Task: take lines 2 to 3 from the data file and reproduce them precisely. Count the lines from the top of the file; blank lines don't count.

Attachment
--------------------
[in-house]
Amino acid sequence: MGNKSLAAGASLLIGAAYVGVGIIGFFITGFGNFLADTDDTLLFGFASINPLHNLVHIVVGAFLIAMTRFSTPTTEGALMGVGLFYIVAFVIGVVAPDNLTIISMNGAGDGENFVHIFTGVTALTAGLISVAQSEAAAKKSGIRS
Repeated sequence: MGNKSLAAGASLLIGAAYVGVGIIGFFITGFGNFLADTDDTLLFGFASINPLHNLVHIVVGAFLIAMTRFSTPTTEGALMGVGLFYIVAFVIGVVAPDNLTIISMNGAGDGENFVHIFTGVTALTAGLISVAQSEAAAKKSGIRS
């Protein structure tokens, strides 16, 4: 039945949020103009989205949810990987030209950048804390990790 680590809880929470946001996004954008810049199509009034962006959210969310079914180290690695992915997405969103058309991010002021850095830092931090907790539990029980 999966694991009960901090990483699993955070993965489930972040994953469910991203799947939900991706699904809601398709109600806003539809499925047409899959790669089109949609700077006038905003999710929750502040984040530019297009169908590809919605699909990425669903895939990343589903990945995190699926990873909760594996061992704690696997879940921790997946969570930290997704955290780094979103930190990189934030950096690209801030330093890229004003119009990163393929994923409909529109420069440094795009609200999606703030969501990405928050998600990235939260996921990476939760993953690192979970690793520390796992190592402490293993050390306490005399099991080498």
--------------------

Amino acid sequence: MGNKSLAAGASLLIGAAYVGVGIIGFFITGFGNFLADTDDTLLFGFASINPLHNLVHIVVGAFLIAMTRFSTPTTEGALMGVGLFYIVAFVIGVVAPDNLTIISMNGAGDGENFVHIFTGVTALTAGLISVAQSEAAAKKSGIRS
Repeated sequence: MGNKSLAAGASLLIGAAYVGVGIIGFFITGFGNFLADTDDTLLFGFASINPLHNLVHIVVGAFLIAMTRFSTPTTEGALMGVGLFYIVAFVIGVVAPDNLTIISMNGAGDGENFVHIFTGVTALTAGLISVAQSEAAAKKSGIRS